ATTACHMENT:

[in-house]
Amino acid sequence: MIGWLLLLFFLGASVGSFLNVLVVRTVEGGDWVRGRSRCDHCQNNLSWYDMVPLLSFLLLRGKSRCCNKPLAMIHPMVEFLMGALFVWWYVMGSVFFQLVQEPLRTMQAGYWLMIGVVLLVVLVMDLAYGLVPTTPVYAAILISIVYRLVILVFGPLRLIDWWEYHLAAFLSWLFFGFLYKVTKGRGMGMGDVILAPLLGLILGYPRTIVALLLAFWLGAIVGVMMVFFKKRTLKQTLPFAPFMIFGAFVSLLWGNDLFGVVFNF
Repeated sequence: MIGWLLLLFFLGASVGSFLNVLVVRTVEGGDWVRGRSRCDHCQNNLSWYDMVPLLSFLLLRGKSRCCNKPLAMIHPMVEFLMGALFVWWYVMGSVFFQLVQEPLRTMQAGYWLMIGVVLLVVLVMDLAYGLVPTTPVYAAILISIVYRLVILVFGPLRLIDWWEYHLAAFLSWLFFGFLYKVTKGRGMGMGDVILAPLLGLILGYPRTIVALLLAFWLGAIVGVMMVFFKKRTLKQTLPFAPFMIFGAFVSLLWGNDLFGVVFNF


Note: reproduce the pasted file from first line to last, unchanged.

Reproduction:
[in-house]
Amino acid sequence: MIGWLLLLFFLGASVGSFLNVLVVRTVEGGDWVRGRSRCDHCQNNLSWYDMVPLLSFLLLRGKSRCCNKPLAMIHPMVEFLMGALFVWWYVMGSVFFQLVQEPLRTMQAGYWLMIGVVLLVVLVMDLAYGLVPTTPVYAAILISIVYRLVILVFGPLRLIDWWEYHLAAFLSWLFFGFLYKVTKGRGMGMGDVILAPLLGLILGYPRTIVALLLAFWLGAIVGVMMVFFKKRTLKQTLPFAPFMIFGAFVSLLWGNDLFGVVFNF
Repeated sequence: MIGWLLLLFFLGASVGSFLNVLVVRTVEGGDWVRGRSRCDHCQNNLSWYDMVPLLSFLLLRGKSRCCNKPLAMIHPMVEFLMGALFVWWYVMGSVFFQLVQEPLRTMQAGYWLMIGVVLLVVLVMDLAYGLVPTTPVYAAILISIVYRLVILVFGPLRLIDWWEYHLAAFLSWLFFGFLYKVTKGRGMGMGDVILAPLLGLILGYPRTIVALLLAFWLGAIVGVMMVFFKKRTLKQTLPFAPFMIFGAFVSLLWGNDLFGVVFNF